Get ready for some quick action from the new Republican-led House of Representatives when Congress convenes Wednesday: It's going to read the entire Constitution aloud, try to repeal the new health care law and cut federal spending dramatically. But despite what's likely to be a January full of big talk, big votes and big ideas, the most important policy decisions are likely only after some titanic power struggles. Here are four key issues to watch.
Health care reform
To tea party activists, the 2010 health care law's mandate that nearly everyone have insurance is a dangerous extension of federal power. The House decided late Monday that it would vote on repeal on Jan. 12. No one expects a repeal to stick, since two-thirds majorities in both chambers would be required to override a veto from President Barack Obama. But the debate and vote could provide important clues about how Republicans would replace the current system.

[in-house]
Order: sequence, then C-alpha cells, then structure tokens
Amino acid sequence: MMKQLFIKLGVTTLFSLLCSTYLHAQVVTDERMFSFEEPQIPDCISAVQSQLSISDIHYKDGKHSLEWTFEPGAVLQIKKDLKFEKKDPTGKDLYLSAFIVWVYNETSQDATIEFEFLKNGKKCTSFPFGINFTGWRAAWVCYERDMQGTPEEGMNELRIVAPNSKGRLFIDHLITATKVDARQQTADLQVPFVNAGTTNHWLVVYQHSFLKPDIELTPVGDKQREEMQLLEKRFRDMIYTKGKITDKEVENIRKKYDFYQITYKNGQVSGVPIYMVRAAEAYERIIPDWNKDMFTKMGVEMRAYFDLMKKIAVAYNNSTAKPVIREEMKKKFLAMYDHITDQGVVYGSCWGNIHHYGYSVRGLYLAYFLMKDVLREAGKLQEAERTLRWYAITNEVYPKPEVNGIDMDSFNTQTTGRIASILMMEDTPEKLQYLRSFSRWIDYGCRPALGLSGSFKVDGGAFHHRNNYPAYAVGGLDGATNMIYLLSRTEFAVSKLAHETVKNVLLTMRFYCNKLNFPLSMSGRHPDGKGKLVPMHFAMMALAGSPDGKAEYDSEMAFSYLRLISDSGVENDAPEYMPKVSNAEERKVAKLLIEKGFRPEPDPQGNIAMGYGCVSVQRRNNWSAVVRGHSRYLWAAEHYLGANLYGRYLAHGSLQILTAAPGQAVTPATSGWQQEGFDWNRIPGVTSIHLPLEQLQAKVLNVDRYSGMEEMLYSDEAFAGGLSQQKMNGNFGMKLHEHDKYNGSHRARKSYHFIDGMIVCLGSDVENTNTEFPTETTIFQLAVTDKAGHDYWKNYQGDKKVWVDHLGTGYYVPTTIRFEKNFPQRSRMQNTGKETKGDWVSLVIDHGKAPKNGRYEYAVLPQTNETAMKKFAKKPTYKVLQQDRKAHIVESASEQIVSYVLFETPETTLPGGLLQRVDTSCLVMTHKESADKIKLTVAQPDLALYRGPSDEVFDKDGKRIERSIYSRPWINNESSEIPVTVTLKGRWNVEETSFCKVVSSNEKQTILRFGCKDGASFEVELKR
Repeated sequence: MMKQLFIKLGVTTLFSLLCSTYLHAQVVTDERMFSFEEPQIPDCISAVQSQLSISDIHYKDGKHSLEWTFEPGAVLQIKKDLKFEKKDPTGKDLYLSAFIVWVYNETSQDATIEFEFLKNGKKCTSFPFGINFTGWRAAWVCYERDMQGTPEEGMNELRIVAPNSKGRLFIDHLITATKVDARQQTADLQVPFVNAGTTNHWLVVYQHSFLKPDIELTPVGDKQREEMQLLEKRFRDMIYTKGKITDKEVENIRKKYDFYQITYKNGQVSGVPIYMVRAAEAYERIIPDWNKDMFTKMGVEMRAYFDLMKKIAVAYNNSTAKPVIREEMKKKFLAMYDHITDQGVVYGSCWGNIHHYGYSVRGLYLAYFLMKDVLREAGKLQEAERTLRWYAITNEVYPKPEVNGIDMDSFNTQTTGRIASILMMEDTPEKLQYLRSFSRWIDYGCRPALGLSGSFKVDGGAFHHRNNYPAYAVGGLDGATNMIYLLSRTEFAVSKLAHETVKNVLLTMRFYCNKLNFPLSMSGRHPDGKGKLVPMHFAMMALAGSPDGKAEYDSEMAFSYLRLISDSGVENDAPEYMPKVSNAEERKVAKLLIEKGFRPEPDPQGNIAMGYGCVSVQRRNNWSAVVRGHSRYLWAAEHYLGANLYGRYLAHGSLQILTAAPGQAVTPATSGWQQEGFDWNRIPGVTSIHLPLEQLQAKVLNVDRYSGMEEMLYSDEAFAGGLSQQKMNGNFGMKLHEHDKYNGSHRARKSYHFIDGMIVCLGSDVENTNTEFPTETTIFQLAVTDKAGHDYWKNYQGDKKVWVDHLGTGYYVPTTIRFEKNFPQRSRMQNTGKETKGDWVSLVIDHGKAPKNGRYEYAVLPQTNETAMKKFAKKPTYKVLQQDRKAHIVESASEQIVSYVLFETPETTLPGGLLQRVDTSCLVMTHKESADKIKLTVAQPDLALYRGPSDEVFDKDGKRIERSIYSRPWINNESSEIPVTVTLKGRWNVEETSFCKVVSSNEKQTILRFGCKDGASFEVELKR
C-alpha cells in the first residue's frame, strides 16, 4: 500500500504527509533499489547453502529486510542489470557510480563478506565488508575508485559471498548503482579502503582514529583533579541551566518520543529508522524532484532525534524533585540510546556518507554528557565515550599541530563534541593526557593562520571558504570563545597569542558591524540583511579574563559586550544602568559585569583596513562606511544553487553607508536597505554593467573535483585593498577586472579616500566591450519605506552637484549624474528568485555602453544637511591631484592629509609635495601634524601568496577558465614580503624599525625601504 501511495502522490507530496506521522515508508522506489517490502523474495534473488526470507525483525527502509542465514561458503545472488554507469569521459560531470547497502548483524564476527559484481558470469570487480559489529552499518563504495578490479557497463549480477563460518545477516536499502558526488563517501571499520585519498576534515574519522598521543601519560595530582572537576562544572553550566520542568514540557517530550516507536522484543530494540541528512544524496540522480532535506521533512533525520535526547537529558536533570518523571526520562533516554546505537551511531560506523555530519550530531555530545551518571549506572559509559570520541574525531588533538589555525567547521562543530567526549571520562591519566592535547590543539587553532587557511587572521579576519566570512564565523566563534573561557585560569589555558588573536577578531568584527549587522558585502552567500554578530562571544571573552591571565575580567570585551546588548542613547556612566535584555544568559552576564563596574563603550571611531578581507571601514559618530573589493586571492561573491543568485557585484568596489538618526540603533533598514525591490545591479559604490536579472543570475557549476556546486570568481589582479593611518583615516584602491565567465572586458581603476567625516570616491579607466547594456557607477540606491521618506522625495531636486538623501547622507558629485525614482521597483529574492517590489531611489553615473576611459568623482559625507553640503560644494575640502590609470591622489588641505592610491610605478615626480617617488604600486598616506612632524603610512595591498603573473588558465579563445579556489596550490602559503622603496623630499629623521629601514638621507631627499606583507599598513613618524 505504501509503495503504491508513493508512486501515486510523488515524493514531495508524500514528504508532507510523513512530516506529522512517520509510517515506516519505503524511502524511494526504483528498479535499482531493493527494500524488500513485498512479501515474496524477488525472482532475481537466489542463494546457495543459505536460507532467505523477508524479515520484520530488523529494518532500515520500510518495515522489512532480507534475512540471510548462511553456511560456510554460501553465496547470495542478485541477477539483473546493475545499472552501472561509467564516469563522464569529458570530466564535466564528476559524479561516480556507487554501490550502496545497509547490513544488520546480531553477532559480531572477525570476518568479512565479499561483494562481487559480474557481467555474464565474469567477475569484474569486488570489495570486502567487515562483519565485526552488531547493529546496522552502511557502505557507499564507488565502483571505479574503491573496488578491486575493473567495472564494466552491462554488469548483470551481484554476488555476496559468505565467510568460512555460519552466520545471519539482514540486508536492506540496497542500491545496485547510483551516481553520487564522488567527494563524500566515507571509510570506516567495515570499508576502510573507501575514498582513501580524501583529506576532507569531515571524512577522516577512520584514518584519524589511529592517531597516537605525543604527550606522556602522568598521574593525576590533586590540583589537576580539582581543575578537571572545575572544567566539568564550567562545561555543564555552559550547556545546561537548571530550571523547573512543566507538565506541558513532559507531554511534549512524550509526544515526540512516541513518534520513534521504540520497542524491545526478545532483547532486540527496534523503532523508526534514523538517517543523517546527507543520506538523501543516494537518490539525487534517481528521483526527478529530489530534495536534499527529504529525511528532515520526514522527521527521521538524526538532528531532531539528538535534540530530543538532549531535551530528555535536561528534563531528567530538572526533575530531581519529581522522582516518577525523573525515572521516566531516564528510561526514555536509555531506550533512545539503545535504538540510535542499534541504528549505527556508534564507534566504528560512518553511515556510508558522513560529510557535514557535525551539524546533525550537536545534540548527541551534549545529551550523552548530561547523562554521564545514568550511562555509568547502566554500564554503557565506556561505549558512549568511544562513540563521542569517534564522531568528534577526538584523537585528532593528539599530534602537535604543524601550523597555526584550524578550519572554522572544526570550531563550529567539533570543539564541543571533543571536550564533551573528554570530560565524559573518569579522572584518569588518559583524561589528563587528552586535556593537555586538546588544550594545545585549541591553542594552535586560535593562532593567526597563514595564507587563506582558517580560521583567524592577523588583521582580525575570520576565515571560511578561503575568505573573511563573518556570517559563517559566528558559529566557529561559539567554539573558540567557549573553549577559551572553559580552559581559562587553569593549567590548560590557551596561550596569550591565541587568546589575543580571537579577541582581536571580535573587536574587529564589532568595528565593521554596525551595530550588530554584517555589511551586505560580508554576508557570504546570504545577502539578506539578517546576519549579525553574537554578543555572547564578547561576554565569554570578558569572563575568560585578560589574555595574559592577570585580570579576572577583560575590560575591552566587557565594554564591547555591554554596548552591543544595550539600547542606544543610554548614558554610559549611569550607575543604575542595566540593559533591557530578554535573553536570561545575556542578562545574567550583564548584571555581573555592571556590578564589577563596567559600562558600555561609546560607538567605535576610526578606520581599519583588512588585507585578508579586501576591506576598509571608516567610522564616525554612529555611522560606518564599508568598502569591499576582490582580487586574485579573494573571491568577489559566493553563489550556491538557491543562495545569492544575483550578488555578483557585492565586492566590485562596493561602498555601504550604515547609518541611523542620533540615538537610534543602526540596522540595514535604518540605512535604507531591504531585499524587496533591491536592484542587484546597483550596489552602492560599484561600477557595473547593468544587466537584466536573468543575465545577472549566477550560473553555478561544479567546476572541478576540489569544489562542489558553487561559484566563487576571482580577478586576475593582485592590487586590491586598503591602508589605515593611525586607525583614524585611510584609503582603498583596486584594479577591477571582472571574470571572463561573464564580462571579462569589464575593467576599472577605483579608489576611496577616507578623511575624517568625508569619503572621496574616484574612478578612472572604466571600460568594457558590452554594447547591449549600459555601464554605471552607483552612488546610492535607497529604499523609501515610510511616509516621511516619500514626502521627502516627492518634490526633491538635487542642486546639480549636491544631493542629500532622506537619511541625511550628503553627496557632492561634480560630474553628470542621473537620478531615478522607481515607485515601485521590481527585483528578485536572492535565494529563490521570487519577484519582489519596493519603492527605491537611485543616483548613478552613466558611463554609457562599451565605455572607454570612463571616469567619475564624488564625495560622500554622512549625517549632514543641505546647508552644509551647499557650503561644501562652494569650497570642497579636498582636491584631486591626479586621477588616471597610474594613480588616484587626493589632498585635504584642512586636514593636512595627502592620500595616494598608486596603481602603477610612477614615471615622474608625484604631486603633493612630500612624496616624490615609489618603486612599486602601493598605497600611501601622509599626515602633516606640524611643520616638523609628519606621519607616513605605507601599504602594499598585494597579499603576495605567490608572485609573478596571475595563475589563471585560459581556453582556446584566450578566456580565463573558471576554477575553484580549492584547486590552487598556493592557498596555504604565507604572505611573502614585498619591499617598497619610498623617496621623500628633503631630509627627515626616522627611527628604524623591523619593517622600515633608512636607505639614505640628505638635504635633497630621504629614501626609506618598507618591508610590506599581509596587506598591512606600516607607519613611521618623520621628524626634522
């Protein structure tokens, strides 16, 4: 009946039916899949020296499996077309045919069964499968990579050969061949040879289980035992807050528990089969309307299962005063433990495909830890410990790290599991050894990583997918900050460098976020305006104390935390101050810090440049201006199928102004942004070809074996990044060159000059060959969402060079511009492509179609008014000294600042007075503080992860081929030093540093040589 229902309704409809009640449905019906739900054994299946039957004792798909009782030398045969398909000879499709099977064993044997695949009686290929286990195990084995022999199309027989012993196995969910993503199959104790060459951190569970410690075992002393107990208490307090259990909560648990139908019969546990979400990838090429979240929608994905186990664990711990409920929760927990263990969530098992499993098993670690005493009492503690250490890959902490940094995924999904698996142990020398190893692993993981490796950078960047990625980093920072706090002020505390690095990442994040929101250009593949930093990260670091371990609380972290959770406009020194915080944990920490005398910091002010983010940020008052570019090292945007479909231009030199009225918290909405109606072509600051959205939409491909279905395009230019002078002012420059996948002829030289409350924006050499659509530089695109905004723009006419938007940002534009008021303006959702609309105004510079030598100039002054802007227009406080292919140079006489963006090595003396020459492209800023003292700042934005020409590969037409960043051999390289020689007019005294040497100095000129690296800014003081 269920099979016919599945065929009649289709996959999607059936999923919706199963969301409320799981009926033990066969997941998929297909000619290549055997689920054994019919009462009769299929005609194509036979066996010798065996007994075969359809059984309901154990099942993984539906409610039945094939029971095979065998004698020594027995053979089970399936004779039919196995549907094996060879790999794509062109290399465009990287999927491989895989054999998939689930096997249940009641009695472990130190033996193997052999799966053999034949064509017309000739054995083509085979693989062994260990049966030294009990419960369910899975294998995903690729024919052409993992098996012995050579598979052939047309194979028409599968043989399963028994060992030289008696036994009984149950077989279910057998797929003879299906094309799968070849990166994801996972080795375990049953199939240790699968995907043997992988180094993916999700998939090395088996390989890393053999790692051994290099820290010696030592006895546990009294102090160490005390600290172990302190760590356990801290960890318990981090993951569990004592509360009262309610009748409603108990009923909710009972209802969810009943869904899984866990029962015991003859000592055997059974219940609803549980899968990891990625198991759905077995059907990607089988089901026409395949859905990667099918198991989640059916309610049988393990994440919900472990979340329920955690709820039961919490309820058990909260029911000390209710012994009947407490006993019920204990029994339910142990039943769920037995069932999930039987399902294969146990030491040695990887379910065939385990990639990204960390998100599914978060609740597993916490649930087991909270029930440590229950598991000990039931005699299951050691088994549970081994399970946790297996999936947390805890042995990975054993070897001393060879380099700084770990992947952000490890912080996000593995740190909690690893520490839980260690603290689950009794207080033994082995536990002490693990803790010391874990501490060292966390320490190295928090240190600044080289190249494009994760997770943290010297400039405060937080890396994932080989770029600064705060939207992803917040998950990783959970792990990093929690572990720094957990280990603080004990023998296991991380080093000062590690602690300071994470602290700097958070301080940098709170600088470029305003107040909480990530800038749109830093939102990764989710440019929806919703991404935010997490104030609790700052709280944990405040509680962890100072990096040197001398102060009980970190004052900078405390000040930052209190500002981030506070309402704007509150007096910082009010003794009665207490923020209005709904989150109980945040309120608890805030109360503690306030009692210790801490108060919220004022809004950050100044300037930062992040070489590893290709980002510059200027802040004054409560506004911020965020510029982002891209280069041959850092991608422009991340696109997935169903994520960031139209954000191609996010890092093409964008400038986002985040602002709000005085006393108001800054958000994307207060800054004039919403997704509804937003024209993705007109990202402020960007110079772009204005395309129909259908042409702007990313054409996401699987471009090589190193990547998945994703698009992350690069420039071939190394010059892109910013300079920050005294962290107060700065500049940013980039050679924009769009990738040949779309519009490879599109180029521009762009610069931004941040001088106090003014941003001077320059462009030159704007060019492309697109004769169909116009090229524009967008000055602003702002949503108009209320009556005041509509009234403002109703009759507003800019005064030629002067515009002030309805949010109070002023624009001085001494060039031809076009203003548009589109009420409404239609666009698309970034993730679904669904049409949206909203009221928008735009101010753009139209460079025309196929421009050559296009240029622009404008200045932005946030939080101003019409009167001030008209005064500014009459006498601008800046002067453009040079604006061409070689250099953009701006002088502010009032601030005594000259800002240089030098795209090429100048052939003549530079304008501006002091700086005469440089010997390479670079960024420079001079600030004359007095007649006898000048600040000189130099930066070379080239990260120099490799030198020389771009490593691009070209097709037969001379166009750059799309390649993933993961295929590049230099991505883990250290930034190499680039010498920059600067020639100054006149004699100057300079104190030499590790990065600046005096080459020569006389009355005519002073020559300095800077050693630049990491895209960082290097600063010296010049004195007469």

House Republicans have vowed to cut $100 billion from the budget. They're expected to make recommendations on budget-cutting rules today, and the full House is likely to vote Wednesday. Among the changes: Any new mandatory spending would have to be offset by cuts elsewhere. Specifics from incoming House Speaker John Boehner have been hard to come by. Much government spending has been politically untouchable: About 60 percent goes for entitlement programs, including Medicare, Medicaid and Social Security.
The federal debt, nearly $13.9 trillion, grows by $4 billion a day. Unless the debt ceiling of $14.3 trillion, enacted in February, is raised, Washington will be unable to borrow and thus unable to pay for government services. Tea party conservatives may be hard to persuade to raise the cap.
Rules of debate
Frustrated by Republicans using the filibuster — extended debate — to block or slow legislation from coming to the Senate floor, a band of Senate Democrats plans to propose on Wednesday changing the way the chamber conducts its business. New limits would require senators to be on the floor if they seek to derail legislation. The House will vote Friday on its own rules for debate.
Senators also are seeking an elimination of so-called secret holds, which allow them to anonymously block the consideration of presidents' nominees for Cabinet, judicial, diplomatic and other posts.